A federal agency found the Metropolitan Development and Housing Agency fired employee Amanda Wood after she brought compliance issues to agency leaders, a violation of the federal Whistleblower Protection Act. (Photo: John Partipilo)
The Metro Development and Housing Agency retaliated against a whistleblower who reported poor supervision of workers participating in a federal jobs program, suspending her without pay and effectively demoting her last year.
Two federal investigation reports detailed the findings that MDHA retaliated against Amanda Wood, a veteran of the agency with a track record of excellent performance reviews and pay raises. The whistleblower retaliation was also reported to Congress by AmeriCorps earlier this year, providing an embarrassing black mark on MDHA’s reputation.
Wood said she was retaliated against for trying to improve a situation where AmeriCorps workers housed in the Nashville mayor’s office were not being supervised or directed how to spend their time. But when she tried to bring the problem up, Wood faced retaliation, according to an investigation report by the AmeriCorps Office of Inspector General.
As a result of the investigation, MDHA was forced to repay Wood her lost wages, restore her to her former position and responsibilities and expunge her personnel file of any references to misconduct. It was a decisive victory for Wood, but the situation still sidetracked her career.
Wood, who worked for MDHA for seven years, said she was effectively forced to resign last month even after the federal investigations found she had been retaliated against. Wood also said MDHA violated the law when it failed to disclose its compliance issues on subsequent AmeriCorps applications.
“My raising the issue should have been the opportunity to get bigger, better, stronger, more transparent,” Wood said. “And it wasn’t. Instead, I got punished. And, yes, this happened to me. But it’s a bigger issue.”
In emailed responses to questions posed by the Tennessee Lookout, an MDHA spokeswoman said there were no findings of noncompliance with the federal contracts and denied that Wood was retaliated against.
How the VISTA program works
The MDHA contract in question was AmeriCorps’ volunteers in service to America (VISTA) jobs program. The federally funded VISTA program sends highly skilled and educated people to work on anti-poverty initiatives. In Nashville, the program was part of the Promise Zone initiative launched under former Mayor Megan Barry’s administration. At the time the issues arose, Wood served as MDHA’s program manager for the Promise Zone.
The AmeriCorps VISTA arrangement was complicated, because the partnership was overseen by MDHA, but the workers were housed in the mayor’s office. Metro Council approved a memorandum of understanding detailing the partnership between the mayor’s office and MDHA in 2018 when Barry was mayor.
Wood told the Tennessee Lookout that the problem arose when the VISTA workers complained that they were sitting around for hours on end without being told what to do. The issue spanned 2019 to 2020 under two mayors – David Briley and John Cooper.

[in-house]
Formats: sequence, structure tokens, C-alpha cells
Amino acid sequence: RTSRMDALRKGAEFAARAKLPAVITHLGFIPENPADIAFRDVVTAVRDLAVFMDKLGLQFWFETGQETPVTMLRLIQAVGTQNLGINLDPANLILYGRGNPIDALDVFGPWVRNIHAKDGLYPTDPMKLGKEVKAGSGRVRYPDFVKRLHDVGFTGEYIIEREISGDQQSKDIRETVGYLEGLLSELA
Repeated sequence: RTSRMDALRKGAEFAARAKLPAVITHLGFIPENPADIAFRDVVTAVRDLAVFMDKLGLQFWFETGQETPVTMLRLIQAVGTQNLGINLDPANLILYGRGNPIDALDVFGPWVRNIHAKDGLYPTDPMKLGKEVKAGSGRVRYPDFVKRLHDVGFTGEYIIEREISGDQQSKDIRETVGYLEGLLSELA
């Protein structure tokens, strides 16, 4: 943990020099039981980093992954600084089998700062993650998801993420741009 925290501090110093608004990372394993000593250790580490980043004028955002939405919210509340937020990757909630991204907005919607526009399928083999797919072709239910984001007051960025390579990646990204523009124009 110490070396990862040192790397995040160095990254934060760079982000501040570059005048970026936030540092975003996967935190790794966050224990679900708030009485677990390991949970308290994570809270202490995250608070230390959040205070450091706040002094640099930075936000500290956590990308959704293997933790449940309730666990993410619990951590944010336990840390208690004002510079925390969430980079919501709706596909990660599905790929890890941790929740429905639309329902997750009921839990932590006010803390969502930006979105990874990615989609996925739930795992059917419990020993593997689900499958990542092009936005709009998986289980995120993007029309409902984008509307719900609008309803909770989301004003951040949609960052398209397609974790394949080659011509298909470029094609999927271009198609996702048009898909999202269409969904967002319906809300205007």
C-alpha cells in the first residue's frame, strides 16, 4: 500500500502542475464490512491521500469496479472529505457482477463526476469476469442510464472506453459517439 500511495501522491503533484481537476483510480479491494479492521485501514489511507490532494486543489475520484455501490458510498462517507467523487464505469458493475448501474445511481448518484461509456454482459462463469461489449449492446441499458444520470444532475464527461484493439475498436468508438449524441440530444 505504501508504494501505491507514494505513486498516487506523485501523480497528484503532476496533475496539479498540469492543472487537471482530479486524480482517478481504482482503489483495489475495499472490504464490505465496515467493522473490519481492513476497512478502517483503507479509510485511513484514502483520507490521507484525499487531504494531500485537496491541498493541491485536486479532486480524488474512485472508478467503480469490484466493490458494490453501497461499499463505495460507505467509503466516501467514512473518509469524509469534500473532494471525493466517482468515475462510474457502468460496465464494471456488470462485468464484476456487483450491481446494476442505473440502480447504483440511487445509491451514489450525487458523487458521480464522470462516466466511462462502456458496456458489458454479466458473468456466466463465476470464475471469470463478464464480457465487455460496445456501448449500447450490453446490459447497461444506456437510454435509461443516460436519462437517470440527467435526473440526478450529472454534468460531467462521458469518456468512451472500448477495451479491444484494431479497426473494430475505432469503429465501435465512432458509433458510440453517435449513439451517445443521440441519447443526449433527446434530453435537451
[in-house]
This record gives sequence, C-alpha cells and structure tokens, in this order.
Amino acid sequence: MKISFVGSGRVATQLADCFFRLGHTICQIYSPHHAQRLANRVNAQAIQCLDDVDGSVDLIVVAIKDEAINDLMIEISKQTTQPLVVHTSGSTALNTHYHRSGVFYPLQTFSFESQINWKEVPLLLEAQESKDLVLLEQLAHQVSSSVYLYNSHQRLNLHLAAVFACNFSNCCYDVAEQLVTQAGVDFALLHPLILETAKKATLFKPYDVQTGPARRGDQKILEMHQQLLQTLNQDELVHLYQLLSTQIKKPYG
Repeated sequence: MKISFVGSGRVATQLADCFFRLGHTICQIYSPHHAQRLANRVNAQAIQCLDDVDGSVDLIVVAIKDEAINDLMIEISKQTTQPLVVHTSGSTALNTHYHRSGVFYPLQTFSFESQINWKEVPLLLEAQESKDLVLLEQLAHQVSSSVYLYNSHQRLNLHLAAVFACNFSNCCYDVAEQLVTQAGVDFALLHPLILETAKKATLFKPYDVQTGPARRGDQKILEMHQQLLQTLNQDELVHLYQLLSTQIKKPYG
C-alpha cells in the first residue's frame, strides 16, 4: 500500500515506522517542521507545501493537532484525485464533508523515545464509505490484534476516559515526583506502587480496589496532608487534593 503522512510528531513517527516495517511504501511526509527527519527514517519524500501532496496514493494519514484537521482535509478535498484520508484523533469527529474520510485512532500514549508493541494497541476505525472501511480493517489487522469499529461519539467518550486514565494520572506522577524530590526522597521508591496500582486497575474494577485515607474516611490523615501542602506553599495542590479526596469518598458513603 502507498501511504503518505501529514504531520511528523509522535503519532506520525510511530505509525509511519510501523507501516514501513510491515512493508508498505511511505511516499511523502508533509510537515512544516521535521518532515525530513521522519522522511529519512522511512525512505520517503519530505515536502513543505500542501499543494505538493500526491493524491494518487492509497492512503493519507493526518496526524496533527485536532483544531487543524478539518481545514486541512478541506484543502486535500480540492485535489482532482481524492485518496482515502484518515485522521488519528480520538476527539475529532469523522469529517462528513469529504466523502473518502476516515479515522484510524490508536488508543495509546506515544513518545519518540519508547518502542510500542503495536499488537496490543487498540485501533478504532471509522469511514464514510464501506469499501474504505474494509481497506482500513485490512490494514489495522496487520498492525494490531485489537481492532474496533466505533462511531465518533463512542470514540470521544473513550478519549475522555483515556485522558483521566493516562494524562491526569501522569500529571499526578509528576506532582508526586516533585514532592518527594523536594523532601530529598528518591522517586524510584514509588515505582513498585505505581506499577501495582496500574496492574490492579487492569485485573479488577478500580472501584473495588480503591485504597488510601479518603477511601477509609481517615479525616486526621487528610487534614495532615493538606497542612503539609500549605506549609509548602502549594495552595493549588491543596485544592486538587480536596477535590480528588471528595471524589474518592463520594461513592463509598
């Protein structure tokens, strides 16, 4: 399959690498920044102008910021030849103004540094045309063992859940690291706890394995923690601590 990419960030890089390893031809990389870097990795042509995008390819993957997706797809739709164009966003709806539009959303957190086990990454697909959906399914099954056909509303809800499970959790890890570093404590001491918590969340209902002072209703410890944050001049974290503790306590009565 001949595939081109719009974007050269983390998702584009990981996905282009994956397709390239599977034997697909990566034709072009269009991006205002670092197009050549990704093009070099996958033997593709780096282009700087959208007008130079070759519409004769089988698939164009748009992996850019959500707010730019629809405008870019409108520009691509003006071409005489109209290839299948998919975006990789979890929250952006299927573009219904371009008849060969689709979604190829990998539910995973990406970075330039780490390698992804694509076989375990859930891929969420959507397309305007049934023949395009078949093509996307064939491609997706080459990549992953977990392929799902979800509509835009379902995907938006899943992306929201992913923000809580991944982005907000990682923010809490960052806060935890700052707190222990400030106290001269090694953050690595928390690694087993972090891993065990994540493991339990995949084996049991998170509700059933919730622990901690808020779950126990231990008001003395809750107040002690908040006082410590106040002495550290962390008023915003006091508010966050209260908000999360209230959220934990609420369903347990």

The rapid turnover in the mayor’s office contributed to the lack of oversight. The program was a key initiative of the Barry administration, before being passed to Briley and then Cooper.
Lack of supervision raised as a problem
According to the AmeriCorps Office of Inspector General investigative report released on March 1, Wood emailed a high ranking MDHA official in July, 2019 an outline of how she intended to manage the VISTA program. According to the report, Wood explained “that she wanted to gain insight into the challenges, supervisory needs, and job needs affecting the VISTAs, as some VISTAs serving at the (mayor’s office) reported to her a lack of direction, not connecting with their supervisor, and not knowing what service to perform.”
Wood continued to flag compliance issues due to lack of supervision to supervisors, according to the inspector general report. The issue got so bad that the lead VISTA worker, instead of an official in the mayor’s office, was sending timesheets to be approved by Wood.
“Basically these workers were showing up and not being told what to do, given any direction. They were just sitting there,” Wood said.
Wood wasn’t the only person flagging the issue of inadequate supervision for the VISTA workers. One of the VISTA workers directly filed a complaint with AmeriCorps about the problem. That complaint caused a higher ranking AmeriCorps official to contact Wood about what was going on, according to emails reviewed by the Tennessee Lookout.
“(Wood) made several protected disclosures to her supervisors and to the AmeriCorps Portfolio Manager relating to MDHA’s alleged non‐compliance regarding VISTA site supervision between July 2019 and February 2020,” the AmeriCorps inspector general report states. “As described in detail above, (Wood) made disclosures to her supervisory chain on July 22 and 23, 2019, and on January 23, 2020. These were protected disclosures because they were properly directed to employees of the grantee who have the responsibility to ‘investigate, discover, or address misconduct.’”
At the same time the supervision issues were coming to the forefront, MDHA actually applied to renew the VISTA program and bring in more workers. Under the program, the federal government pays the workers’ wages, and the VISTA workers are trading low pay in exchange for the valuable experience of working on the front line of anti-poverty issues with top city officials.
During a disciplinary hearing later in 2020, Wood told MDHA Executive Director Jim Harbison that she believed it would be “unethical to continue recruiting for positions while supervision issues persisted.”
Her solution was to pause having the VISTA workers supervised by the mayor’s office, bring the workers to MDHA under her supervision for 30 days to reset the programs and provide clear direction to the six workers.
MDHA responded by disciplining Wood
After months of raising the noncompliance issue, Wood said she began to face retaliation from MDHA officials. First, she was ordered to include her supervisors on all communications with the mayor’s office, AmeriCorps staffers or partners from the nonprofit community who worked on the anti-poverty initiatives.
Over the span of several weeks, supervision of the VISTA program was removed from Wood’s responsibilities. She was subsequently demoted to a lesser position, though her salary did not change, and suspended without pay for eight days for the allegation of disobeying the edict not to talk to outside partners without including supervisors.